Top economics

Edward Barbier, the John S. Bugas Professor of Economics at the University of Wyoming, sits in his office Thursday afternoon on the UW campus.

SHANNON BRODERICK/Boomerang photographer

SHANNON BRODERICK

Energy and natural resources drive many University of Wyoming research, including in the economic field, with one professor has contributed to creating a great program.

Ed Barbier has been at UW for 16 years in the department of economics and finance, and is known internationally for his work and knowledge in environmental and resource economics. He was recently named a Fellow by the Association of Environmental and Resource Economics.

“It’s a great honor because it means I’ve been recognized for my contribution to this incredibly important field by economists around the world, and that my work has had an impact on other researchers, on policy and on students,” he said.

Barbier is now the third Fellow in the department, following Jason Shogren and Tom Crocker.

“It shows we’re a strong program in this particular field,” Crocker said. “It’s certainly unusual for a department our size to have three Fellows.”

Because of the faculty, Barbier explained the environmental and resource economic program has gained international acclaim.

“I was invited to a policy session by a United Nations agency,” he said. “At that meeting, I ran into colleagues from the University of Maryland, a top research institute in Costa Rica and a top business school, the University of Lisbon, in Portugal. All three said to me, ‘We sent our best student to your Ph.D. program to study environmental economics, because we know you’re the best in the world.’”

Barbier came to Laramie in 2000 from the University of York in England for a couple of reasons, he explained.

“A big reason why I came is just to have colleagues that do something similar to what I do,” he said. “I like the state of Wyoming — it’s a great state and great quality of life. My kids have all grown up here.”

Barbier’s career is full of book and journal publications, allowing him to get his ideas across the world.

“I wrote probably the first book on natural resources and environmental development that has proven to be very popular and has had an impact,” he said “Also, I’m extremely proud of my citations. I have something like 35,000 citations, which is very high for anybody. My work seems to be quite exciting to both economists and people in other fields.”

While being a great economist is important, being able to accurately and easily present research to others is difficult, Crocker said.

“(Barbier) is an excellent communicator,” he said. “Economist are not well know of translating technical material to settings such that they’re accessible to the broader public, and he’s really good at getting his point across.”

In the state, Barbier worked with former Gov. Dave Freudenthal’s task force for enhanced oil recovery and was on the committee that helped establish the School of Energy Resources. However, Barbier’s true passions lie overseas in developing countries.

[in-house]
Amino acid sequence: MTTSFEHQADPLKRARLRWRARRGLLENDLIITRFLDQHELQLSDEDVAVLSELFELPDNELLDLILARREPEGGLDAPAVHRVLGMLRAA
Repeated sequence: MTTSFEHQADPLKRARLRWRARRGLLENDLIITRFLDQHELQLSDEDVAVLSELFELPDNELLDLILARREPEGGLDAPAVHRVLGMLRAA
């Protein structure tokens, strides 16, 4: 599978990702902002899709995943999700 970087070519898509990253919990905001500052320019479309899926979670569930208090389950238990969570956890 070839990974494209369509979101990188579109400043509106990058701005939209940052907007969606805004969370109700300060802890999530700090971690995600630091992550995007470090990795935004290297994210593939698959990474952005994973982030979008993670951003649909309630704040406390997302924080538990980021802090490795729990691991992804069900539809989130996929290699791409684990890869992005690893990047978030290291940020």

When growing up, Barbier split his childhood between living in the states and living in Southeast Asia, which sparked his interest in the international aspect of his economic research.

“I just became very much aware at a young age that there was a huge difference in standards of living,” he said. “In places like Southeast Asia in those days, there was a huge amount poverty, and I became fascinated with how do natural resources contribute to the developing countries. I also came to realize that, even countries that are rich have big questions in terms of managing natural resources.”

Future water problems are a current interest to Barbier.

“I think the way all countries, rich or poor, handle water is going to become a major issue in the coming years,” he said. “Water scarcity and water quality and how we manage water for different uses — those three issues are huge, and we’re going to start grappling that soon.”

While water usage is normally overshadowed by fossil fuel pollution and global warming, it is going to become a problem even before natural energy reaches a critical point, Barbier said.

“It is creeping up on us very fast,” he said. “Eventually, we’re going to find out we don’t have enough, and we’re going to have to make some tough decisions and sacrifices.”

But like all faculty, Barbier has a true passion for teaching.

I enjoy teaching environmental resource economics to undergrad students who have just a little bit of economics because I like to show them how economic thinking can help influence policies and decision-making — get them thinking about how to get economics to solve and think about environmental resources,” he said.

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